Free Food Nation (Immigrants Welcome, Of Course)
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You could be forgiven for missing the signing ceremony of the Healthy Hunger-Free Kids Act, coming as it did during the crazed Lame Duck December, when a year's worth of postponed legislation was crammed into a few weeks. The event didn't get much media coverage, partially because the cost was only $4.5 billion—a paltry sum when much larger figures were flying around . And the program could be seen as just an unduly expensive pet project of Michelle Obama, who has been focused on nutrition and obesity as her First Lady missionary work.

Nevertheless, the Act is another building block in the ever-expanding nanny state, food sub-division. And, as always with American public policy problems, there is an immigration dimension.

The First Lady made her nutritional nannyism clear by declaring, "We can't just leave it up to the parents." [CNS News, December 13, 2010]. Feeding their kids, that is. So the government will choose the proper food, and the taxpayers will pay to dispense it to a lengthening list of deserving groups, such as immigrants and illegal aliens.

The upward slope of school lunch spending is a good measure of growing Washington involvement, as noted on a USDA fact sheet:

"The National School Lunch Program cost $9.8 billion in FY 2009. By comparison, the lunch program's total cost in 1947 was $70 million; in 1950, $119.7 million; in 1960, $225.8 million; in 1970, $565.5 million; in 1980, $3.2 billion, and in 1970, 6.1 billion."

Not so many decades ago, parents were expected to feed their children and were considered competent to do so. The Food Pyramid was taught in school so kids would understand the basics of nutrition and wouldn't struggle so hard against mom's fruits and vegetables.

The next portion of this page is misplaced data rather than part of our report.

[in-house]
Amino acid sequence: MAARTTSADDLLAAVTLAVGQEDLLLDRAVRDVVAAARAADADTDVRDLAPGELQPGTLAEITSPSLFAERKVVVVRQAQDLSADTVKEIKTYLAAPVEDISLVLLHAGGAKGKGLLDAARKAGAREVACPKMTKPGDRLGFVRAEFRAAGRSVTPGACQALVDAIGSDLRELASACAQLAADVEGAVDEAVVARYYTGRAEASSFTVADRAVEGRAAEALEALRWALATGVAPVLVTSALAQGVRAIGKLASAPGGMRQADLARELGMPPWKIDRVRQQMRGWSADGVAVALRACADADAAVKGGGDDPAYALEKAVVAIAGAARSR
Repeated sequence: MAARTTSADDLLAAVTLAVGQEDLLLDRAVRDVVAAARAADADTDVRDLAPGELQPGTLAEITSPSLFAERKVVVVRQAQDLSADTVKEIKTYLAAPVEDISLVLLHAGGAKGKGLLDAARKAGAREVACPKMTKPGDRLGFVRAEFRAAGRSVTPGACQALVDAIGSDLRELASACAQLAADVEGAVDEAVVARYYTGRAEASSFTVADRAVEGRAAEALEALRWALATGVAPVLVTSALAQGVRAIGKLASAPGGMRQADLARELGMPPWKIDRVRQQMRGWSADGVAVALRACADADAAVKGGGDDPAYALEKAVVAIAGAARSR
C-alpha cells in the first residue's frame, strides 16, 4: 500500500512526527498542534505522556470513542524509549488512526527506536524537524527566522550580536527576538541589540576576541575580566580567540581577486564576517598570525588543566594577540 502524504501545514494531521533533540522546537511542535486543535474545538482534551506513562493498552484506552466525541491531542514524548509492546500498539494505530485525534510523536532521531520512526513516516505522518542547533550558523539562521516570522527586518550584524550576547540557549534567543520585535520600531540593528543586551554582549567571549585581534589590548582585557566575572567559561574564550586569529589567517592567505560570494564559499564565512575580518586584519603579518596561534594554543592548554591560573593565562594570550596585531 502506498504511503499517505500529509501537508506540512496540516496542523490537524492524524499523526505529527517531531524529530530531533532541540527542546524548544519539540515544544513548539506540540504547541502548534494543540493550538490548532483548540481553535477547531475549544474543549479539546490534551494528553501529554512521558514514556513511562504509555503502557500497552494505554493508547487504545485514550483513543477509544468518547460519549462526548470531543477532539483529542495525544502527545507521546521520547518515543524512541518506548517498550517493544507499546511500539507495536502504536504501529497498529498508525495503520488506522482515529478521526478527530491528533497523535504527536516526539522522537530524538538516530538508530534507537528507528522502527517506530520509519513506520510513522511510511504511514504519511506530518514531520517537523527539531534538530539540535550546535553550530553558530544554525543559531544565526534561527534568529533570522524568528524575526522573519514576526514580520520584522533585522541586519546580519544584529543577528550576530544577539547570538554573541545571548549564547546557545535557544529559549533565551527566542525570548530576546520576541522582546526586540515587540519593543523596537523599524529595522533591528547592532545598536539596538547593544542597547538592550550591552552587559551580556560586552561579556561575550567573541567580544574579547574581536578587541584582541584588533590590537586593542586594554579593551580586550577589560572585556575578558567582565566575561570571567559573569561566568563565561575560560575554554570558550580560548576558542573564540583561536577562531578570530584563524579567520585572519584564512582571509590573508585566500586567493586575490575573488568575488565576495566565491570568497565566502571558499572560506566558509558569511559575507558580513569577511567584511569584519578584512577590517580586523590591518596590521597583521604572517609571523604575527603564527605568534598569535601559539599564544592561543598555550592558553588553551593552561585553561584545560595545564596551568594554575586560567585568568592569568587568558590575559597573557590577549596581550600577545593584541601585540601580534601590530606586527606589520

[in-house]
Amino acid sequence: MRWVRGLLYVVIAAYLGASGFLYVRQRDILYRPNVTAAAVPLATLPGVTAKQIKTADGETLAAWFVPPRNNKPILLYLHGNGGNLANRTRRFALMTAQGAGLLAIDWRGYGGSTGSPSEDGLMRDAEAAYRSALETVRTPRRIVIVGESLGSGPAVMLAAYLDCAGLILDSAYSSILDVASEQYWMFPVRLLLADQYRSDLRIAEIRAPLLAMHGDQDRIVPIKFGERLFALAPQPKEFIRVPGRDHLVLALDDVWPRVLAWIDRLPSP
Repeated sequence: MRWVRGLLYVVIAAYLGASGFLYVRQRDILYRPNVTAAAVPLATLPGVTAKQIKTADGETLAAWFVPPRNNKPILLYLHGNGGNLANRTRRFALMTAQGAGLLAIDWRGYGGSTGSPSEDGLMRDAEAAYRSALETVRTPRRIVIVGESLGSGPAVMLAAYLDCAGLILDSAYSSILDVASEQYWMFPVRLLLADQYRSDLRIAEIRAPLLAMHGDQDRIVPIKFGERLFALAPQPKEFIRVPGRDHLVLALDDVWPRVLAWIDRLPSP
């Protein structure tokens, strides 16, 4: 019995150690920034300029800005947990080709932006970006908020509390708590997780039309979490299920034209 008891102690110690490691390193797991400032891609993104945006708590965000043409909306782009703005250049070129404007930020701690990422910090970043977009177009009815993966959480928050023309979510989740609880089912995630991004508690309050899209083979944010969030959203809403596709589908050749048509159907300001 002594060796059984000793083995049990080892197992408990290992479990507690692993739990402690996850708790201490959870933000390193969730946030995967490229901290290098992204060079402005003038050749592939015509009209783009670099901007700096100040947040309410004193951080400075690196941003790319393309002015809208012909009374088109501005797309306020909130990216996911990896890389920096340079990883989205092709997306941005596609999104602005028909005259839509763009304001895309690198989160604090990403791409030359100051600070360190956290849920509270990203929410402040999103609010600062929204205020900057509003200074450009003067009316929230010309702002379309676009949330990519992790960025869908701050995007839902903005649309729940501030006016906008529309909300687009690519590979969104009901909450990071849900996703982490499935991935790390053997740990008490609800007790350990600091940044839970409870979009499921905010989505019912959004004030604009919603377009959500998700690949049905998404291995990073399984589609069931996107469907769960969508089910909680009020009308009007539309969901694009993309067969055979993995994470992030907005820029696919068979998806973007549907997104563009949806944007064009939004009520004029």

When I walked to school as a grade-school kid in the previous century, I returned home for lunch every day. I can still remember the mesmerizing appearance of Campbell's tomato soup with its curious red color, plus the floating white oyster crackers, which were similarly mysterious because I didn't understand what an oyster was.

In later years I carried a spiffy lunch-box with a home-made sandwich and some cardboardish carrot sticks. School had machines that supplied cartons of milk for a small price, but that was it.

In high school, there was a cafeteria that cooked up pretty basic chow, like sloppy joes and mashed potatoes. Everybody's favorite was a giant oatmeal cookie the size of a dinner plate, known as a "flying saucer." Some kids had just that for lunch.

So it's hard to understand the fixation of many adults that kids have a school-supplied "hot lunch" rather than mom-built food. Certainly a room-temperature whole wheat sandwich with turkey and sprouts is a lot healthier than a steaming fried grease extravaganza.

If kids were required to bring their own food for lunch, it would also have the advantage of avoiding culture clashes, such the demanding Muslim parents who want halal food served to their so-special kiddies, from Dearborn to Lodi. Sometimes the schools find it more convenient to quietly serve halal food only, as has happened in the UK.